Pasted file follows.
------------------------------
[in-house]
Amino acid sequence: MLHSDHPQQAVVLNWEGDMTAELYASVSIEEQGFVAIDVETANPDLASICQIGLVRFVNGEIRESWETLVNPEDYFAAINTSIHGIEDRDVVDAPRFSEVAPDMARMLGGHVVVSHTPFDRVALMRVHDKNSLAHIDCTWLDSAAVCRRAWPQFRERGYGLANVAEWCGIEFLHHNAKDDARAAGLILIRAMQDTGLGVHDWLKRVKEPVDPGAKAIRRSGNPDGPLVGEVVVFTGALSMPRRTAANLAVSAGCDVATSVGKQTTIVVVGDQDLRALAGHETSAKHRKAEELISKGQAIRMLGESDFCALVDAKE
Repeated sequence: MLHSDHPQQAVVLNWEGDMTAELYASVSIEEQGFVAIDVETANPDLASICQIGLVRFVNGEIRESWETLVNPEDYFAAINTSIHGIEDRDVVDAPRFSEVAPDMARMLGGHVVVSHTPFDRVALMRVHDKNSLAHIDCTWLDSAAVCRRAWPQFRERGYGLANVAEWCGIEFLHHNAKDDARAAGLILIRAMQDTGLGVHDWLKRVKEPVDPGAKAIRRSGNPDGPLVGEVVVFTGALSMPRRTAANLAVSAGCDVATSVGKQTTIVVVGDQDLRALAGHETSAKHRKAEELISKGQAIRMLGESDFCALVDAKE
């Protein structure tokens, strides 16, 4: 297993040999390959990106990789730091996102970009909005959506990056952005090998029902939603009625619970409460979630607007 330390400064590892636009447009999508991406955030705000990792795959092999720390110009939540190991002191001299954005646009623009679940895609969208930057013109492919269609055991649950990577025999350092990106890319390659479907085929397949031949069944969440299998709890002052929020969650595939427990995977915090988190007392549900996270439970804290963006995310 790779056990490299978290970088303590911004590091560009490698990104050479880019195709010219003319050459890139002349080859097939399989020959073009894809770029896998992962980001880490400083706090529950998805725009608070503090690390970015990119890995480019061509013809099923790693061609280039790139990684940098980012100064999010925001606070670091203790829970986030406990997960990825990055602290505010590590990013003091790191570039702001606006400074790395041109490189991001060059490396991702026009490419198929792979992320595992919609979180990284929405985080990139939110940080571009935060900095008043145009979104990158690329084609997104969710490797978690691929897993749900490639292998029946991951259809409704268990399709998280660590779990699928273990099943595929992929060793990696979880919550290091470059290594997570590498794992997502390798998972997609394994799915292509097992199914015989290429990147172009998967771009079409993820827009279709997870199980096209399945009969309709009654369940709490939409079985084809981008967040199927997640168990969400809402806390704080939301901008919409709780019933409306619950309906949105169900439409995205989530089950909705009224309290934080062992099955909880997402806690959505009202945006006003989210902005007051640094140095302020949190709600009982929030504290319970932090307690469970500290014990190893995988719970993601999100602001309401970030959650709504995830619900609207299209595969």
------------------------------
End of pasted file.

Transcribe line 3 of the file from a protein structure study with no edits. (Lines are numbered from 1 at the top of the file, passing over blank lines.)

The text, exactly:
Repeated sequence: MLHSDHPQQAVVLNWEGDMTAELYASVSIEEQGFVAIDVETANPDLASICQIGLVRFVNGEIRESWETLVNPEDYFAAINTSIHGIEDRDVVDAPRFSEVAPDMARMLGGHVVVSHTPFDRVALMRVHDKNSLAHIDCTWLDSAAVCRRAWPQFRERGYGLANVAEWCGIEFLHHNAKDDARAAGLILIRAMQDTGLGVHDWLKRVKEPVDPGAKAIRRSGNPDGPLVGEVVVFTGALSMPRRTAANLAVSAGCDVATSVGKQTTIVVVGDQDLRALAGHETSAKHRKAEELISKGQAIRMLGESDFCALVDAKE